You may have heard different pieces of advice on how to prevent cancer—some of them conflicting with one another. In reality, the science of cancer prevention is an ongoing process and scientists and doctors are still trying to discover what strategies work best. Overall, the consensus is that your chance of getting cancer is most affected by your lifestyle choices.
Bottom line: if you want to make sure that you have the best chance of preventing cancer, making some simple lifestyle alterations may make the most significant difference. Here are a few of the changes you can make:
Shield yourself from the sun
Although skin cancer is one of the most common kinds of cancer, it’s also one of the most preventable. Here are a few tips for reducing the likelihood of skin cancer:
- Shun the midday sun. Avoid exposing your skin to the sun between 10 a.m. and 4 p.m., when the sun’s rays are the most active.
- Linger in the shade. When you need to be outdoors, stay in the shade as long as possible—wearing sunglasses with UV protective lenses and a broad-brimmed hat help, too.
- Cover exposed areas of your body. Cover your skin with tightly woven, loose-fitting clothing that protects as much of your skin as possible. Choose bright or dark colors, since these shades tend to reflect more ultraviolet radiation than pastels or white fabrics.
- Don’t hold back on the sunscreen. Even on cloudy days, you should be using a broad-spectrum sunscreen with an SPF of at least 30. Put it on lavishly, and then reapply it every two hours. You’ll need to remember to put it on more often if you’ve been swimming or sweating a lot.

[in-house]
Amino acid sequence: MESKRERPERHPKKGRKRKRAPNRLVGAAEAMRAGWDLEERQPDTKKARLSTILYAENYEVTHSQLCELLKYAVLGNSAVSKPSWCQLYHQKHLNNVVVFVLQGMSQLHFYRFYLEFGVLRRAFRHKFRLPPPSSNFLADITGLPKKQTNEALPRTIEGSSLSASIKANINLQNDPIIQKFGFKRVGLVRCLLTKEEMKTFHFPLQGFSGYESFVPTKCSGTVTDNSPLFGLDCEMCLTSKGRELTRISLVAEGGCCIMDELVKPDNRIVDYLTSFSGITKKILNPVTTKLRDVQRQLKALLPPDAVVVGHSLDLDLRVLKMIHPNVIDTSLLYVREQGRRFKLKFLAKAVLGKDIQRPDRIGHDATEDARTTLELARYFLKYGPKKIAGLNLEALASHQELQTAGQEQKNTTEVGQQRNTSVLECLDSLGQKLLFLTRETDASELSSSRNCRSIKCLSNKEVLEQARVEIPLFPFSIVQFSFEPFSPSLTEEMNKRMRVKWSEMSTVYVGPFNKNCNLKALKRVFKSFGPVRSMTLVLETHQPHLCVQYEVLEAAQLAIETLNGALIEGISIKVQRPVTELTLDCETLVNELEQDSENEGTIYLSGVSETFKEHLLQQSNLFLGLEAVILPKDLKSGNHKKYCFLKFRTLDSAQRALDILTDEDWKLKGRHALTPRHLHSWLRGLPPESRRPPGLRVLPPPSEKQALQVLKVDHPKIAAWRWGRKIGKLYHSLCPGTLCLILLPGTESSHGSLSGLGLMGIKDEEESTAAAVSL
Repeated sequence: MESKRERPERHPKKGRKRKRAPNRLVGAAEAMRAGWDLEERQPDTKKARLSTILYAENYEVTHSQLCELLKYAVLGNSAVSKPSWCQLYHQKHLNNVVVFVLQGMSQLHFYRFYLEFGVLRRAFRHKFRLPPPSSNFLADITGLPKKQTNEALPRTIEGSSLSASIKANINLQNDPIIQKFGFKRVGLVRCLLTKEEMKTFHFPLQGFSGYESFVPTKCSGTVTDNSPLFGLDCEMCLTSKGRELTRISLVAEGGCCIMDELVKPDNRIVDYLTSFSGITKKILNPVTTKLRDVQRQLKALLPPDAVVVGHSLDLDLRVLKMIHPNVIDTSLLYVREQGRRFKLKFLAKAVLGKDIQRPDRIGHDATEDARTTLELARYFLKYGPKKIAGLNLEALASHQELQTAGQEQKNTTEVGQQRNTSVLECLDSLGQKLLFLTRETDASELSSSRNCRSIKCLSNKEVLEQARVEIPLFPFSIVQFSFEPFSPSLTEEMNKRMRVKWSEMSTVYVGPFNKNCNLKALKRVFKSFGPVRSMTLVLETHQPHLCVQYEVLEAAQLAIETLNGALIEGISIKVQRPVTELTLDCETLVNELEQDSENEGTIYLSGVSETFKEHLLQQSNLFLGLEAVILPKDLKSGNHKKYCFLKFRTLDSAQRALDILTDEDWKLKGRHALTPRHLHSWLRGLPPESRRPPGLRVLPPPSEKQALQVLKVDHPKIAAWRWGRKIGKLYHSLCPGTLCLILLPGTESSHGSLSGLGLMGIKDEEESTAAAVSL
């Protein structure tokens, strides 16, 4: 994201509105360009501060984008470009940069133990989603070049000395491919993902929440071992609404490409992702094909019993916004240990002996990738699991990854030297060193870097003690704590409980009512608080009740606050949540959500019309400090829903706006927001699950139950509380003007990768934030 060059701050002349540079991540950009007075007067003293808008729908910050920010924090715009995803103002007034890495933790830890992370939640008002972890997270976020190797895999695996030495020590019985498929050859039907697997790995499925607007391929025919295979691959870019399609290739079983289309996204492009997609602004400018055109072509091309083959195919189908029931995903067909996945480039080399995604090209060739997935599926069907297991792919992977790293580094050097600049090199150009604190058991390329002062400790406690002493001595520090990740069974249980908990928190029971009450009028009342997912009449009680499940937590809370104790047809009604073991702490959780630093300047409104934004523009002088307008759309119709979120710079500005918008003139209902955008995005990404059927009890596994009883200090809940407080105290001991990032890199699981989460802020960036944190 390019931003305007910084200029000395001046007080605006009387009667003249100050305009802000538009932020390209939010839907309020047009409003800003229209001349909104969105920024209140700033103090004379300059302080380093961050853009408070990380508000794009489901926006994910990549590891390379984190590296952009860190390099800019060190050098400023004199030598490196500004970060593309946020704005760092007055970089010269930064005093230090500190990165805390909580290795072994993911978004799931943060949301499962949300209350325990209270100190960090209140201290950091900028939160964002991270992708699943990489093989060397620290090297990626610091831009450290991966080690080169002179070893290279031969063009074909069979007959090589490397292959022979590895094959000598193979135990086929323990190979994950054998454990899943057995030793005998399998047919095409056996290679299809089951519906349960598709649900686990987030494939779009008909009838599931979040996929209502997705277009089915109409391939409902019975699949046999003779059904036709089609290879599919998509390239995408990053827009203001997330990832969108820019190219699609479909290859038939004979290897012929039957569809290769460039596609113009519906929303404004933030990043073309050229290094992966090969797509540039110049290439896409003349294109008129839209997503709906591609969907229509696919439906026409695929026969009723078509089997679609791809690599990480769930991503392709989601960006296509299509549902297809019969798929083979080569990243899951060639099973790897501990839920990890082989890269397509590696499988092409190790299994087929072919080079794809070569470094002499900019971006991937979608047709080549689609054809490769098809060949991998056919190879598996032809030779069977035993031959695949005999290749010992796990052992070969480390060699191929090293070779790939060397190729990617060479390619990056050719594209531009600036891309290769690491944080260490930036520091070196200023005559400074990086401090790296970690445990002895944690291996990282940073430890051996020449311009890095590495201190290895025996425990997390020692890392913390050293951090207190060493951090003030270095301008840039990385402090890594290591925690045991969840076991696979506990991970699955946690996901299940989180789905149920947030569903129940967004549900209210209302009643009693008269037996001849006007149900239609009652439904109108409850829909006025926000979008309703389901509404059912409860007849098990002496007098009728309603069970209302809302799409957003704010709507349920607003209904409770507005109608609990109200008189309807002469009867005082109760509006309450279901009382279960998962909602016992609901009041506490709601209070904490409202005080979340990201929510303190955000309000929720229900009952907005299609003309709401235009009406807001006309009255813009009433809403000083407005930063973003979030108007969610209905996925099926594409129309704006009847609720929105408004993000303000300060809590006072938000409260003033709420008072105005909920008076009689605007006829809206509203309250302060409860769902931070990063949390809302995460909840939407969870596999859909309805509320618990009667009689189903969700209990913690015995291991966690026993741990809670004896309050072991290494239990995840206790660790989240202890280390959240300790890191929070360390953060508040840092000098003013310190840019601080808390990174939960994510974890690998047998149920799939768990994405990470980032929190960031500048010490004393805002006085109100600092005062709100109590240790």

Now that we’ve looked at preventing skin cancer, here’s some advice for avoiding other types of cancer:
Eat a nutritious and balanced diet
Although making nutritious choices at the grocery store and during meals may not ensure cancer prevention, you might be able to lessen your risks. Here are a couple of guidelines to keep in mind:
- Eat plenty of fruits and vegetables. Veggies, nuts, fruits, and other plant-based foods, like whole grains and beans, should be the foundation of your diet, not an afterthought.
- If you drink alcohol, do it in moderation. The risk of developing several varieties of cancer (breast, colon, lung, kidney, and liver) goes up with the amount of alcohol you consume and the period you’ve been drinking regularly.
Keep up a healthy weight and exercise
Sustaining a healthy weight might lower the risk of developing different kinds of cancer, including breast, prostate, lung, colon, and kidney cancers.
Get routine medical exams
You should be conducting regular self-exams, such as the self-exams recommended for breast cancer and testicular cancer. Also, keeping up with the recommended schedule of regular medical screenings for various types of cancers, like skin, colon, cervix, and breast cancer, can improve your prospects of detecting cancer in its early stages, when treatment is most likely to be most effective. Talk to your physician about the most optimal and recommended cancer screening schedule for you. Knowing your family medical history when it comes to cancer will also help your doctor determine when it’s best to start screening for certain types of cancer.
Remember: an ounce of prevention is worth a pound of cure. This is especially true for cancer prevention. Eat well, exercise and keep going to the doctor and you’ll be more likely to defy the odds when it comes to your health.